VANCOUVER -- After spending months at sea, Krishna Prasad is back home in Surrey with his wife and daughter.

Prasad is a senior maître d' with Carnival Cruise Line and started his contract in September. He was meant to be home in April, then the global pandemic hit.

"It was a busy contract for me when all this started and my stay was extended," Prasad told CTV News after arriving to Vancouver International Airport Sunday night.

While he's happy to be home, it's a bitter sweet moment. He can't hug his family and will have to isolate from them for two weeks.

"It's kind of surreal to be honest because it's not the norm," his wife Leah said. "It's not rushing up to him and getting a hug and a kiss."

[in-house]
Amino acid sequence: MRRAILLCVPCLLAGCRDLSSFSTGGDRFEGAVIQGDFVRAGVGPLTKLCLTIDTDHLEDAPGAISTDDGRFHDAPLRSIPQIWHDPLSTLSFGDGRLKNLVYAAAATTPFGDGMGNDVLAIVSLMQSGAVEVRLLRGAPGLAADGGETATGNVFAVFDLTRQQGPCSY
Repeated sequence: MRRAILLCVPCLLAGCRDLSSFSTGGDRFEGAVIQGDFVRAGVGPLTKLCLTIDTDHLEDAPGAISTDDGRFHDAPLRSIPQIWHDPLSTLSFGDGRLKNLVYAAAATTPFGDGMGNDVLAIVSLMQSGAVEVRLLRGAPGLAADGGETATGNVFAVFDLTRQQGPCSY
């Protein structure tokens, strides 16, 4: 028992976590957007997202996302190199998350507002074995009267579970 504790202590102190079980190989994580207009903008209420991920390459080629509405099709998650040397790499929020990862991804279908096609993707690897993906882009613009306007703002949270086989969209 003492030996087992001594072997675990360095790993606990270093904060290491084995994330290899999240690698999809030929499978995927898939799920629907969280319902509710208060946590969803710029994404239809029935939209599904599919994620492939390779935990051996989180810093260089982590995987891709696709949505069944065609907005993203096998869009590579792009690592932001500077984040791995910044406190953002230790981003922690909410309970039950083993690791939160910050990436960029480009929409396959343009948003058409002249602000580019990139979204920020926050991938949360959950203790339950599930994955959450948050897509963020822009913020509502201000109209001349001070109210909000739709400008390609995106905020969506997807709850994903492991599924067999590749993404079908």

His daughter, Tara said while it was nice having her dad home, it also felt weird. 

"I'm used to him being gone so long, but the moment he comes home I go and give him a big hug and I can't do that this time."

Prasad, along with hundreds of other staff were stuck aboard the Emerald Princess. Passengers were taken off in March and two weeks later, staff were told to isolate in their cabins.

Vancouver singer Michelle Joly was also onboard. 

"We just had to come out to eat, do laundry get some drinks if you wanted and then go back to the cabin it was really tough for I don't even know how many days it was," she said.

The ship was finally able to dock in Florida on Saturday, and more than 50 Canadians were flown to Toronto on a charter flight.

But there are still Canadians stuck at sea. Global Affairs says it's tracking 70 cruise ship and estimated more than 200 Canadians are among the crew members onboard.

Prasad has this advice for those still waiting.

"Talk to friends, talk to your family that's the easiest and the best way to do it otherwise cooped up in a cabin and not doing anything it's not an ideal situation."